Cell phone inventor pegs radio charging from afar as the next big thing in mobile6
From the moment Nikola Tesla tried to erect his Wardencliffe tower on Long Island, with the intent to make a global wireless electricity system, we've tried to blast those electrons without cables. With the incessant amount of battery-powered gadgets we use every day now, wireless charging is back in vogue, and whoever masters radio charging first will be rolling in dough pretty soon afterwards.
Radio charging can work from the longest distances of all, and even without a dedicated transmitter - it can eventually harvest the radio frequency (RF) energy that is beamed all around us by various sources. That's exactly what Energous, based in San Jose, is trying to pull off, said Marty Cooper (you know, of cell phone inventor fame) in a recent interview.
"Keeping your phone charger around is a real annoyance," according to him, and we couldn't agree more. "You won't want to take all of them off and plug them in. That's why they ought to be charging all the time... Energous is one large step closer to fulfilling its vision of bringing wire-free charging to consumers," Cooper said.
He has a vested interest in the success of Energous, as he is sitting on the board of directors, but what the company is offering now ought to pique our interest. The technology, called WattUp, is a sort of a router that can sends an RF charging signal to microchips embedded in compatible devices, and the microchips then convert the signal into DC power. You can charge up to 12 devices requiring 10 watts or less at once, though the charging speed is slower the more devices that are connected, and the further away they are from the power hub. According to Energous, at a five feet distance, four connected devices can charge as quickly as if they were plugged in. The charging schedule can be set with an app.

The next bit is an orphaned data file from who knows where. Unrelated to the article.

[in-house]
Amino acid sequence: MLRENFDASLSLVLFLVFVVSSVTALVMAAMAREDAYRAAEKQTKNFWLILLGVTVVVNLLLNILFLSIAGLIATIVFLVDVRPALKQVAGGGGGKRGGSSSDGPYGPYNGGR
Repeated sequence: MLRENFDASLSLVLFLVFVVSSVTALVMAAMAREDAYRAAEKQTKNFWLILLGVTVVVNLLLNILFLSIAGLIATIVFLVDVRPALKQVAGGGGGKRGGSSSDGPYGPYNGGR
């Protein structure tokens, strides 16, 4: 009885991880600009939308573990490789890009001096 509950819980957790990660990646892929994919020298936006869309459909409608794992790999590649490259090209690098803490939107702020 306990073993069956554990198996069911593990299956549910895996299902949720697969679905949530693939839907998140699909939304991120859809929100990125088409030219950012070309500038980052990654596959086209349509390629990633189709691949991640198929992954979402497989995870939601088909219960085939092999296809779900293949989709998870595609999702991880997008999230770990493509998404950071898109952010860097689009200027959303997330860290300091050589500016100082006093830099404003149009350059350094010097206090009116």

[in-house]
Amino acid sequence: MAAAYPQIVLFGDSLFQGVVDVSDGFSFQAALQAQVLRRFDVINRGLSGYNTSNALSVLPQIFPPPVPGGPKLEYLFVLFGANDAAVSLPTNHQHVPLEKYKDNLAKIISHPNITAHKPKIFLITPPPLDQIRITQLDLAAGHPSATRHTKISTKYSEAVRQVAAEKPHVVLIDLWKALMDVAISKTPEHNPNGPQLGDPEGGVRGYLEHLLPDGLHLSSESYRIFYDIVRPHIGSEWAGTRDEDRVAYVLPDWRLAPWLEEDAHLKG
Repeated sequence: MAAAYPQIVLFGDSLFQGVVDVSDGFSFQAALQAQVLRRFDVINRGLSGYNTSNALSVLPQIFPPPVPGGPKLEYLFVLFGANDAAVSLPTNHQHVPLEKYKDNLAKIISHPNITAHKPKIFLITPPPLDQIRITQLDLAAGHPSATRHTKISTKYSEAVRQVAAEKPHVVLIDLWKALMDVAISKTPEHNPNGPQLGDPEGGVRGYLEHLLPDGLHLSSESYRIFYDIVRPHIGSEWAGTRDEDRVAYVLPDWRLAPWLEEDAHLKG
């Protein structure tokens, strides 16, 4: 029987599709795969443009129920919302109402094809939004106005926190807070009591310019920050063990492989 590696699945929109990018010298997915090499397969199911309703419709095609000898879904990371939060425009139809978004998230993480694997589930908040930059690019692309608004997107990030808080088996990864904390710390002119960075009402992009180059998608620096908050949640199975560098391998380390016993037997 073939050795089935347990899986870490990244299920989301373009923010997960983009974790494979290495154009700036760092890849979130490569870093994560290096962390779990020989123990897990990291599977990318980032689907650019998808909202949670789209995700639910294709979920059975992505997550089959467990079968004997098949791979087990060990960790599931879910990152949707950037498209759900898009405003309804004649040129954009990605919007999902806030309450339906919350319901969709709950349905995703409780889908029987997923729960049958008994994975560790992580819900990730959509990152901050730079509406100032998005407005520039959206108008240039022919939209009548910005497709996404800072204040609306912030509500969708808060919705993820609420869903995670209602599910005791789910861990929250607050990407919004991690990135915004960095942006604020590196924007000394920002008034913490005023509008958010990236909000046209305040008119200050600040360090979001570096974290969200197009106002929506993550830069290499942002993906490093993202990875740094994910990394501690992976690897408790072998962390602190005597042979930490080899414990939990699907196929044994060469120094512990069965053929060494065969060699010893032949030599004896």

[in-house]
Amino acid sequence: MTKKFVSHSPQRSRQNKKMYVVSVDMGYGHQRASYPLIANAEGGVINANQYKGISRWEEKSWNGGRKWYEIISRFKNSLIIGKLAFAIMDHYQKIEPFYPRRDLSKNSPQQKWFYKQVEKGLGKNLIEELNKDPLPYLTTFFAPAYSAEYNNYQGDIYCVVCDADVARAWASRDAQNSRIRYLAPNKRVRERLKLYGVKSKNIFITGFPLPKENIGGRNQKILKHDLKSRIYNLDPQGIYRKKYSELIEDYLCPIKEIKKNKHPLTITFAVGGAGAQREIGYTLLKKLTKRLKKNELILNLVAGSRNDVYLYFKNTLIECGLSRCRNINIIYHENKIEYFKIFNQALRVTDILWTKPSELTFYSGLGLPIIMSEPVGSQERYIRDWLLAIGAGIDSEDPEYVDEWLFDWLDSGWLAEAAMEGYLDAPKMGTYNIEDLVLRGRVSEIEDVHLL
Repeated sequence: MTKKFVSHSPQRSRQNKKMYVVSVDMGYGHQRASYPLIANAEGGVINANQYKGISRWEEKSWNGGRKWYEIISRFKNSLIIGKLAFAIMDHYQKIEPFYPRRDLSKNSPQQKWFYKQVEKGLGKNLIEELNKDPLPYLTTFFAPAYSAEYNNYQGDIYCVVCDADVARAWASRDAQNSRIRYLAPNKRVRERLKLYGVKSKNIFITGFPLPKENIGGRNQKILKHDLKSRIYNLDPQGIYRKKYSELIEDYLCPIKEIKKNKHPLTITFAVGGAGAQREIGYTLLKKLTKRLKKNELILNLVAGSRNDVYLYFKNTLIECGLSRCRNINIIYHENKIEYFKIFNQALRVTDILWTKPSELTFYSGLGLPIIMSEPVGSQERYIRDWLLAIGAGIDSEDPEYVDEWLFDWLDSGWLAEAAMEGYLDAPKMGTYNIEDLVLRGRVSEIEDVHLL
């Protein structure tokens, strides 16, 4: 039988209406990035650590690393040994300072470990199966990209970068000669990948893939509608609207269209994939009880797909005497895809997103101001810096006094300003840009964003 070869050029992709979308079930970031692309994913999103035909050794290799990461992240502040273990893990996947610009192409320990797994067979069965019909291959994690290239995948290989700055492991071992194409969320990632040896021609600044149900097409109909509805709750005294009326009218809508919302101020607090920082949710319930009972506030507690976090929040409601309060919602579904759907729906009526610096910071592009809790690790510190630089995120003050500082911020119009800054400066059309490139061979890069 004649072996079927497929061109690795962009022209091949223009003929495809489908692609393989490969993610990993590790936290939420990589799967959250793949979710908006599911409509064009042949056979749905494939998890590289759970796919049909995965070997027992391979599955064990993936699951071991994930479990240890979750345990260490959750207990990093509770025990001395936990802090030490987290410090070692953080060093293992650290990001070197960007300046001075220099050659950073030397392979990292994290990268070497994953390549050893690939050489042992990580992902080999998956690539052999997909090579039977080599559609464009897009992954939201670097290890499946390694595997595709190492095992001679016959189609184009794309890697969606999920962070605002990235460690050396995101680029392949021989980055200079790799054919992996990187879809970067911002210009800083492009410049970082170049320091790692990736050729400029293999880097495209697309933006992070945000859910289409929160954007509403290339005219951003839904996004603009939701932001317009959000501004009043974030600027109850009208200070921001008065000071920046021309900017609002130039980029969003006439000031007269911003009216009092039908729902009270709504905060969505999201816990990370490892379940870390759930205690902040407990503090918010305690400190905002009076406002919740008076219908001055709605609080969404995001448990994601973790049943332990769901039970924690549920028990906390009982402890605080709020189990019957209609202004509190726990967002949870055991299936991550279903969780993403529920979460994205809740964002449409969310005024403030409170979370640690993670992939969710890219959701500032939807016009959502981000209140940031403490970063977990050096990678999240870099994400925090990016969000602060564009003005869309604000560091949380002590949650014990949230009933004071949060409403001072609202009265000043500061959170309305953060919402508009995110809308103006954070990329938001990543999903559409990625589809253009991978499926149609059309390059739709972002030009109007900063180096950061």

What about health concerns? The inventors and manufacturers of magnetic resonance, inductive and radio charging, claim that their solutions are tested, and don't interfere with living organisms in a harmful way, so your goldfish shouldn't be more exposed to waves than it already is. As far as we know, a year of living near a Wi-Fi router will net you the same radiation as a 20 minute cell phone call; it's not known precisely how much radio charging might emit, but it shouldn't be a harmful number.
In any case, we can't wait for the day to untangle ourselves from cords and power adapter bricks. Whichever technology prevails, we hope it does it soon, and we can start on making it ubiquitous, so we seamlessly charge our gizmos the minute we enter the house, the car, or at public places. There are a few other companies working on radio charging from afar, like the MIT's WiTricity, so things are looking up for the day without cords.